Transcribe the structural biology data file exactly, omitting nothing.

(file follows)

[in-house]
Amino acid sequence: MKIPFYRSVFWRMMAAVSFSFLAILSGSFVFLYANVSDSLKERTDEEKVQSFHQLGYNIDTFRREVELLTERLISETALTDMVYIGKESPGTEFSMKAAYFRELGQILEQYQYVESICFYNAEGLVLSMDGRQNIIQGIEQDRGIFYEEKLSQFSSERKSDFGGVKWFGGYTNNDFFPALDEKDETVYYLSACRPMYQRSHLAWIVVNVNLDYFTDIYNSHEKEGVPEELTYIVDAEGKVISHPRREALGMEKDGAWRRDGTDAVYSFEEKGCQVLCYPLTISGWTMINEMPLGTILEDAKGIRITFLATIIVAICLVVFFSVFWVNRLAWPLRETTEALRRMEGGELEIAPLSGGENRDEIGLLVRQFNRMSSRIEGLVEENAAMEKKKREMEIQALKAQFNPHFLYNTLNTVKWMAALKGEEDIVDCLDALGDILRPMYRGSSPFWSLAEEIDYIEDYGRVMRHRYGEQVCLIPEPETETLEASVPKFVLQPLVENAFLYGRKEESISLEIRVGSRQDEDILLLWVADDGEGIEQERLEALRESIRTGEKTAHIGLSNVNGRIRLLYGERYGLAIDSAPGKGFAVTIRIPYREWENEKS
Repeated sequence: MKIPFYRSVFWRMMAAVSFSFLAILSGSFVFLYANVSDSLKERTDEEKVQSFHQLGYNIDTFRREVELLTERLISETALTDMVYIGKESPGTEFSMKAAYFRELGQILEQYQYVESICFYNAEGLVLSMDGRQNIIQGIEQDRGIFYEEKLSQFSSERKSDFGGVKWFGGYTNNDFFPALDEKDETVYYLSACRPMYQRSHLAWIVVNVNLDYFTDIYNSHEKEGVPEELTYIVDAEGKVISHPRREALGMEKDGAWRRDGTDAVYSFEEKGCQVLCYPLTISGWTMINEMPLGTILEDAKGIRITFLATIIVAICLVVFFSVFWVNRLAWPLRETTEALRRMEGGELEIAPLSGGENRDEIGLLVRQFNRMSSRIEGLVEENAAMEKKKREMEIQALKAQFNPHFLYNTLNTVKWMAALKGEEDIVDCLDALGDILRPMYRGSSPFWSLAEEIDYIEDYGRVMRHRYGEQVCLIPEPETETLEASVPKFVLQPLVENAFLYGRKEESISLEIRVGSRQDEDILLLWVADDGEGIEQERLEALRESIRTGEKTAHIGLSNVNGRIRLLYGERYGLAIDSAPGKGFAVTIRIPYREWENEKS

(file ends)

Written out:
[in-house]
Amino acid sequence: MKIPFYRSVFWRMMAAVSFSFLAILSGSFVFLYANVSDSLKERTDEEKVQSFHQLGYNIDTFRREVELLTERLISETALTDMVYIGKESPGTEFSMKAAYFRELGQILEQYQYVESICFYNAEGLVLSMDGRQNIIQGIEQDRGIFYEEKLSQFSSERKSDFGGVKWFGGYTNNDFFPALDEKDETVYYLSACRPMYQRSHLAWIVVNVNLDYFTDIYNSHEKEGVPEELTYIVDAEGKVISHPRREALGMEKDGAWRRDGTDAVYSFEEKGCQVLCYPLTISGWTMINEMPLGTILEDAKGIRITFLATIIVAICLVVFFSVFWVNRLAWPLRETTEALRRMEGGELEIAPLSGGENRDEIGLLVRQFNRMSSRIEGLVEENAAMEKKKREMEIQALKAQFNPHFLYNTLNTVKWMAALKGEEDIVDCLDALGDILRPMYRGSSPFWSLAEEIDYIEDYGRVMRHRYGEQVCLIPEPETETLEASVPKFVLQPLVENAFLYGRKEESISLEIRVGSRQDEDILLLWVADDGEGIEQERLEALRESIRTGEKTAHIGLSNVNGRIRLLYGERYGLAIDSAPGKGFAVTIRIPYREWENEKS
Repeated sequence: MKIPFYRSVFWRMMAAVSFSFLAILSGSFVFLYANVSDSLKERTDEEKVQSFHQLGYNIDTFRREVELLTERLISETALTDMVYIGKESPGTEFSMKAAYFRELGQILEQYQYVESICFYNAEGLVLSMDGRQNIIQGIEQDRGIFYEEKLSQFSSERKSDFGGVKWFGGYTNNDFFPALDEKDETVYYLSACRPMYQRSHLAWIVVNVNLDYFTDIYNSHEKEGVPEELTYIVDAEGKVISHPRREALGMEKDGAWRRDGTDAVYSFEEKGCQVLCYPLTISGWTMINEMPLGTILEDAKGIRITFLATIIVAICLVVFFSVFWVNRLAWPLRETTEALRRMEGGELEIAPLSGGENRDEIGLLVRQFNRMSSRIEGLVEENAAMEKKKREMEIQALKAQFNPHFLYNTLNTVKWMAALKGEEDIVDCLDALGDILRPMYRGSSPFWSLAEEIDYIEDYGRVMRHRYGEQVCLIPEPETETLEASVPKFVLQPLVENAFLYGRKEESISLEIRVGSRQDEDILLLWVADDGEGIEQERLEALRESIRTGEKTAHIGLSNVNGRIRLLYGERYGLAIDSAPGKGFAVTIRIPYREWENEKS